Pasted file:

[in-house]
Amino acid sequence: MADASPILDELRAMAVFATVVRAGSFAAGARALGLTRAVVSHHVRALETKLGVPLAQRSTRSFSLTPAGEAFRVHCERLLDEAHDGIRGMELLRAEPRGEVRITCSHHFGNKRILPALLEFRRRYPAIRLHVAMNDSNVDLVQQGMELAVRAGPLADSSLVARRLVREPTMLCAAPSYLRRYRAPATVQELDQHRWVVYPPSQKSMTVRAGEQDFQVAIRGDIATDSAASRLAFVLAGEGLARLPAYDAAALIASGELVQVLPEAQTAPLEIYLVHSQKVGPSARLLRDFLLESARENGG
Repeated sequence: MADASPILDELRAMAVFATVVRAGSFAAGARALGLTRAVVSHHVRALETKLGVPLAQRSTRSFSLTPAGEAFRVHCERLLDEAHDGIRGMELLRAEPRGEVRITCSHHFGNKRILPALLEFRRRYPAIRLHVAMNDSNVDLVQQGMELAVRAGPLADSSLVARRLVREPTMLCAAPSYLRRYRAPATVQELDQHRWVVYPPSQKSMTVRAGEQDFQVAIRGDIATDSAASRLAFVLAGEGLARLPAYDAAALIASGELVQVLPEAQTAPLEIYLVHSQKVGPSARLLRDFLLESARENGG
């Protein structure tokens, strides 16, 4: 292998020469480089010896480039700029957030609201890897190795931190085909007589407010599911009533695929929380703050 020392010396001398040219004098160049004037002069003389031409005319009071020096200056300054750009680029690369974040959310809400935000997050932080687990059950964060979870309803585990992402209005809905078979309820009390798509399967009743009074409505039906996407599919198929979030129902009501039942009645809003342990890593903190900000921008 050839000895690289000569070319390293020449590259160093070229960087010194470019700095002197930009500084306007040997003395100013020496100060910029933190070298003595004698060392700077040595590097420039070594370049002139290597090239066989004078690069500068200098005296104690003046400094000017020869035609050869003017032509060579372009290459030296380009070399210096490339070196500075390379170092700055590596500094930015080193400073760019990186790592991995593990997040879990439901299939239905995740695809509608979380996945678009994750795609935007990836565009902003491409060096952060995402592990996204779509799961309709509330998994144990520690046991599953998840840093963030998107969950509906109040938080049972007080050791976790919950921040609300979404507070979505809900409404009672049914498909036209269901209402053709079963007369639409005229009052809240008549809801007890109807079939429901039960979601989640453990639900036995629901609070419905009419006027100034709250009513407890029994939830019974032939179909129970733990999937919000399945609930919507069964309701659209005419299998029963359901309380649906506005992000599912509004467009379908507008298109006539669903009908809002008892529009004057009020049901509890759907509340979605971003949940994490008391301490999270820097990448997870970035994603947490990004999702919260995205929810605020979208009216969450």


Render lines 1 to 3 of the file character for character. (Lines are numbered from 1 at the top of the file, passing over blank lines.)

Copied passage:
[in-house]
Amino acid sequence: MADASPILDELRAMAVFATVVRAGSFAAGARALGLTRAVVSHHVRALETKLGVPLAQRSTRSFSLTPAGEAFRVHCERLLDEAHDGIRGMELLRAEPRGEVRITCSHHFGNKRILPALLEFRRRYPAIRLHVAMNDSNVDLVQQGMELAVRAGPLADSSLVARRLVREPTMLCAAPSYLRRYRAPATVQELDQHRWVVYPPSQKSMTVRAGEQDFQVAIRGDIATDSAASRLAFVLAGEGLARLPAYDAAALIASGELVQVLPEAQTAPLEIYLVHSQKVGPSARLLRDFLLESARENGG
Repeated sequence: MADASPILDELRAMAVFATVVRAGSFAAGARALGLTRAVVSHHVRALETKLGVPLAQRSTRSFSLTPAGEAFRVHCERLLDEAHDGIRGMELLRAEPRGEVRITCSHHFGNKRILPALLEFRRRYPAIRLHVAMNDSNVDLVQQGMELAVRAGPLADSSLVARRLVREPTMLCAAPSYLRRYRAPATVQELDQHRWVVYPPSQKSMTVRAGEQDFQVAIRGDIATDSAASRLAFVLAGEGLARLPAYDAAALIASGELVQVLPEAQTAPLEIYLVHSQKVGPSARLLRDFLLESARENGG